And that’s why I’m standing here with our community and some of our elected representatives: to ask that we do better. I call on the mayor to cease pushing relentlessly forward for a plan that doesn’t leave adequate room for residents to negotiate directly on their own behalf while there is still room to negotiate. The people who live and work in the square should have a voice in how it is developed. I call on the Board of Aldermen and the Somerville Redevelopment Authority to stand firm and ensure that the zoning for Union Square reflects the needs of the residents before transferring ownership of this land seized by eminent domain into private hands. And I call on US2 to begin meeting directly with the Union Square Neighborhood Council immediately to begin the process of negotiating a real, lasting, and legally binding Community Benefits Agreement.

Let’s be clear: We need to act, and soon. Development is badly needed in Somerville. We need more commercial space, we need more affordable housing, we need more green & open spaces. We need to help this city to grow while making sure it works for everyone in the community.

But we don’t need to rush into a bad deal that drops a tower of luxury apartments into the square without a plan that ensures a bright future for all of our neighbors. US2 can go back to Chicago after all’s said and done, but we are going to have to live with the consequences of this development.

We are at the threshold of decisions that will create generational change in Union Square. We are better off as a neighborhood, as a city, and as a society when we can work together to create outcomes that uplift all of us, instead of just the 1%.

Thank you.

What Difference Does Commercial Development Make? Part 1: Taxes

Out there in the streets, I’ve been listening to a lot of you. Outside of the fact that very few of you are interested in living next to a 20+ story tower of luxury apartments, even fewer of you are interested in renting a Studio apartment there for $2500/month. Not too many of us that live here are excited by the ongoing march of luxury upgrades and renovations forcing us from our existing housing.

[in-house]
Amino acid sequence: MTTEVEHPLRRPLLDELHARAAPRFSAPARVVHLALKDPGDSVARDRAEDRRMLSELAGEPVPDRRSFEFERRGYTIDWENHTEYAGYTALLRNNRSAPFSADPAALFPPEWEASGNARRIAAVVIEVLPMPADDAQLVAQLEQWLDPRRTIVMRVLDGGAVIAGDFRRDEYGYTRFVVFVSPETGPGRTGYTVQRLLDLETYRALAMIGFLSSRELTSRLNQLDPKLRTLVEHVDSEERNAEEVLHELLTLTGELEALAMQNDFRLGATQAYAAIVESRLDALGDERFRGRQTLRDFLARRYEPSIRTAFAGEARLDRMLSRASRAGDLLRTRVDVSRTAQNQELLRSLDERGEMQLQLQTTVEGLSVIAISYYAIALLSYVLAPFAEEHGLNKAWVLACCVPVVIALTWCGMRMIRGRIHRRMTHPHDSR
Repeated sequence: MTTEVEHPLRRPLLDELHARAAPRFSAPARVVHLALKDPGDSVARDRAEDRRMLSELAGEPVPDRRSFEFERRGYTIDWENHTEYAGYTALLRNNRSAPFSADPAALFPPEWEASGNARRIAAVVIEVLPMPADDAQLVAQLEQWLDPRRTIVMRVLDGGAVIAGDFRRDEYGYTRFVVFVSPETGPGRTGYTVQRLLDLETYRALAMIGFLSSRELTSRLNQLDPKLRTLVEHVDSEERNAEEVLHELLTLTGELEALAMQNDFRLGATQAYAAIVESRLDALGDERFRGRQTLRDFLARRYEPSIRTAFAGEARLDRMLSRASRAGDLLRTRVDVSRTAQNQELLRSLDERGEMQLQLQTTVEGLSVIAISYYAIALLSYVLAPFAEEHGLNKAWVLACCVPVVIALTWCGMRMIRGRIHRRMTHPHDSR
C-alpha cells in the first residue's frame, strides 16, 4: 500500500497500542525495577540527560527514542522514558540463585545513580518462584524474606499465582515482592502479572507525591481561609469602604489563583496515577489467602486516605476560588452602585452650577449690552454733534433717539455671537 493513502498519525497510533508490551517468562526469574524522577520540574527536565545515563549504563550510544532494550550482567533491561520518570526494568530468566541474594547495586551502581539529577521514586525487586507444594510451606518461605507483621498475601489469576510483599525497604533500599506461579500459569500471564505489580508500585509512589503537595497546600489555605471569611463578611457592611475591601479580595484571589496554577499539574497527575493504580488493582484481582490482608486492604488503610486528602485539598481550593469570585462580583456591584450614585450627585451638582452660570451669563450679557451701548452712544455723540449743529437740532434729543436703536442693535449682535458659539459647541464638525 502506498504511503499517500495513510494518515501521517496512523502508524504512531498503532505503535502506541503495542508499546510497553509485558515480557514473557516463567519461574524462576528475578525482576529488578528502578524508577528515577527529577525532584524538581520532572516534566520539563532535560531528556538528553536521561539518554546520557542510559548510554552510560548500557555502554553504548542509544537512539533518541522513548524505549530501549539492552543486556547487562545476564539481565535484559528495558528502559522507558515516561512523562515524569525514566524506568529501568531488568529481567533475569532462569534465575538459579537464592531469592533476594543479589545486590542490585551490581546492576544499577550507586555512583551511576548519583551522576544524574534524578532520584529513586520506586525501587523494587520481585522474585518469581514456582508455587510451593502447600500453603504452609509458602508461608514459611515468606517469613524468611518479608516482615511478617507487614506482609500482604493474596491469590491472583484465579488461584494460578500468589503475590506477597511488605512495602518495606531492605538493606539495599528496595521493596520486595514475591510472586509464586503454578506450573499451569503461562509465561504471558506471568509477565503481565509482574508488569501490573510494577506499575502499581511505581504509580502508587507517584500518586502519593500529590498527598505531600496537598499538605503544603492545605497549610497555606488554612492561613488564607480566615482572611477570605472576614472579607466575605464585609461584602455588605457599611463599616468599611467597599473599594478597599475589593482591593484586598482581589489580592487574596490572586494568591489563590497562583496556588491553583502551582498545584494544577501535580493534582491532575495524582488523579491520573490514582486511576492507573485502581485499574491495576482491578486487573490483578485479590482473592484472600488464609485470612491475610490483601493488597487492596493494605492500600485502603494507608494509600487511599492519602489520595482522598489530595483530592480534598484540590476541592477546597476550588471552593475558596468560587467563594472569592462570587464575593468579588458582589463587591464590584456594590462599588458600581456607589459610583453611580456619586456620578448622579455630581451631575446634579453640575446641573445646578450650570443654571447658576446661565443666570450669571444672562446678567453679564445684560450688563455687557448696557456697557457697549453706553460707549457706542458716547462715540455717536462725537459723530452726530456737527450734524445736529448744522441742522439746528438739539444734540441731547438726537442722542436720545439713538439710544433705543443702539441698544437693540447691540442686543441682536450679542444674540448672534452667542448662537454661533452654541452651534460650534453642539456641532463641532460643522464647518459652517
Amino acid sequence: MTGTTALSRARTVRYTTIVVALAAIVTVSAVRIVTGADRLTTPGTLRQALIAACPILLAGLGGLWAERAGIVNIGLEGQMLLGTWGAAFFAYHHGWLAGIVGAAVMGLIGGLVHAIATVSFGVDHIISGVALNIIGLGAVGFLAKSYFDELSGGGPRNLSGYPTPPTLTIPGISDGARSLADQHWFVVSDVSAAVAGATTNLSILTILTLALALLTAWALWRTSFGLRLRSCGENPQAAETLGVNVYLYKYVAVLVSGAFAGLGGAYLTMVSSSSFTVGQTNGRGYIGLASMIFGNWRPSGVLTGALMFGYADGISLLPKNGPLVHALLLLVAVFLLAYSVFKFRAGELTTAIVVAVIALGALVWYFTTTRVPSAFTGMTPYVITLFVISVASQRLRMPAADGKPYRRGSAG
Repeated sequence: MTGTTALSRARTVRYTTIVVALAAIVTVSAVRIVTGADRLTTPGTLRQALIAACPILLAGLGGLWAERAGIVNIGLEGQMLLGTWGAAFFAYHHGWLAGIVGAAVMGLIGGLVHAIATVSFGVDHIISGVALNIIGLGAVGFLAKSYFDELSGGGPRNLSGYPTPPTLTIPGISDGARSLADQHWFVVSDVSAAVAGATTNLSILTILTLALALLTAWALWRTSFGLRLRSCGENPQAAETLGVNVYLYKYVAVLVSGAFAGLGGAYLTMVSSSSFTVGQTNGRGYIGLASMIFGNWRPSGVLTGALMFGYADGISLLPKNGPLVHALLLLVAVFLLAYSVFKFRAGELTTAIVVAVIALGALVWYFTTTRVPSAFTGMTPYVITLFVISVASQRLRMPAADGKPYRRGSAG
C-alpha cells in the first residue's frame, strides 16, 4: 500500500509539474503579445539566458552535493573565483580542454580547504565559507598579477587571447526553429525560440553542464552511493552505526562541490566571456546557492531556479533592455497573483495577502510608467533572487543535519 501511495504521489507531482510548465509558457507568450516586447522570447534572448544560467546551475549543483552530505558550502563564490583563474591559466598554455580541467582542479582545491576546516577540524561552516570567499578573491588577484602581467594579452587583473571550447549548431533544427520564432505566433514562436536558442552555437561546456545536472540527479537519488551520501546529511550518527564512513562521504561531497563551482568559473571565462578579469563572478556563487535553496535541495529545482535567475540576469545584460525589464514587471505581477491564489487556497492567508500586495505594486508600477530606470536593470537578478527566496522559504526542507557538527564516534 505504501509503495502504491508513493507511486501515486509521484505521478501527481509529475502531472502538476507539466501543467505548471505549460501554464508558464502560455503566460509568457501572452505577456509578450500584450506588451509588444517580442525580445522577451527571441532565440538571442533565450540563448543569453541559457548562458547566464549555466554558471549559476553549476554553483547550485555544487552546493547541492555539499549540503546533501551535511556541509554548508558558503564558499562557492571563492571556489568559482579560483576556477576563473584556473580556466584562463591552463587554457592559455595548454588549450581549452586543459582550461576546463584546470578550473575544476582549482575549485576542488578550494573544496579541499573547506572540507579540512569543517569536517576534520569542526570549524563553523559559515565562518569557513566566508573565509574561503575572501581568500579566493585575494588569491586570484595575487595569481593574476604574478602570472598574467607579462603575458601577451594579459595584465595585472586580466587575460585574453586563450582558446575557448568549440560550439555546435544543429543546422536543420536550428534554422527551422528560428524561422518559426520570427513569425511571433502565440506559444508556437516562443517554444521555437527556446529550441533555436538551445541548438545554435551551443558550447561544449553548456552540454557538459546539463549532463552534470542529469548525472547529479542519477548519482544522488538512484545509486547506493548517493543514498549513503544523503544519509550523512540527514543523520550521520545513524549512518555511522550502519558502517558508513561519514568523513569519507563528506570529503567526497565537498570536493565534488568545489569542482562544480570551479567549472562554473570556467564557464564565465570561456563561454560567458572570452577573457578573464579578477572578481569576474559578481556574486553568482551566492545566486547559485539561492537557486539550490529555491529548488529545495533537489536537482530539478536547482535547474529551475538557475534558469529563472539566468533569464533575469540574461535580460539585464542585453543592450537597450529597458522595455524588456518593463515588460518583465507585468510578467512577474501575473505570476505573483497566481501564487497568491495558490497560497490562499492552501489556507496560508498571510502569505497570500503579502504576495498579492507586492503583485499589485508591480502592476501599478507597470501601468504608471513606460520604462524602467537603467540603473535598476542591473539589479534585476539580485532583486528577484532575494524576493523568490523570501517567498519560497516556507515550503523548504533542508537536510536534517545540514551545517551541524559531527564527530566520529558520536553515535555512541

One thing that has come up a lot though is a desire for more commercial development in Somerville. But why does commercial real estate matter?

The bottom line for the city is: taxes. Commercial property is taxed at a much higher rate than residences. A quick look at the Somerville Assessor’s Office page shows that the tax rates for commercial properties are $18.81, versus $11.67 for residential, per $1,000 value.

But that’s not the only difference. Homes (including multifamily buildings where the owner occupies at least one of the units) are eligible for a residential exemption. That means $235,399 of the houses value is exempt from taxation – which saves every homeowner $2,747 per year in taxes.

What that all adds up to is a big difference for the city’s coffers. How big?

$500,000 condo: $3,087 annual taxes
$500,000 store: $9,405 annual taxes

$800,000 condo: $6,589 annual taxes
$800,000 office: $15,048 annual taxes

In short, every commercial space brings the city 3x the revenue of every residential space.

This is why commercial development matters – it can reduce the burden of the city’s budget which now falls almost entirely on homeowners. It’s no accident that Somerville residents pay twice the taxes that our neighbors in Cambridge pay – and have less residential exemption as well.

With more commercial development, we can stop the relentless residential property tax increases the city has planned for us. We can keep seniors on fixed incomes in their homes. We can keep rents from endlessly escalating on families and young adults alike.

With enough commercial development, we can meet all the city’s immense financial burdens – and we can even provide a benevolent landlord credit to encourage affordable rents in our neighborhood.

We can do better. Insisting on commercial development instead of endless luxury condo construction is a big part of how we can keep housing affordable in Somerville.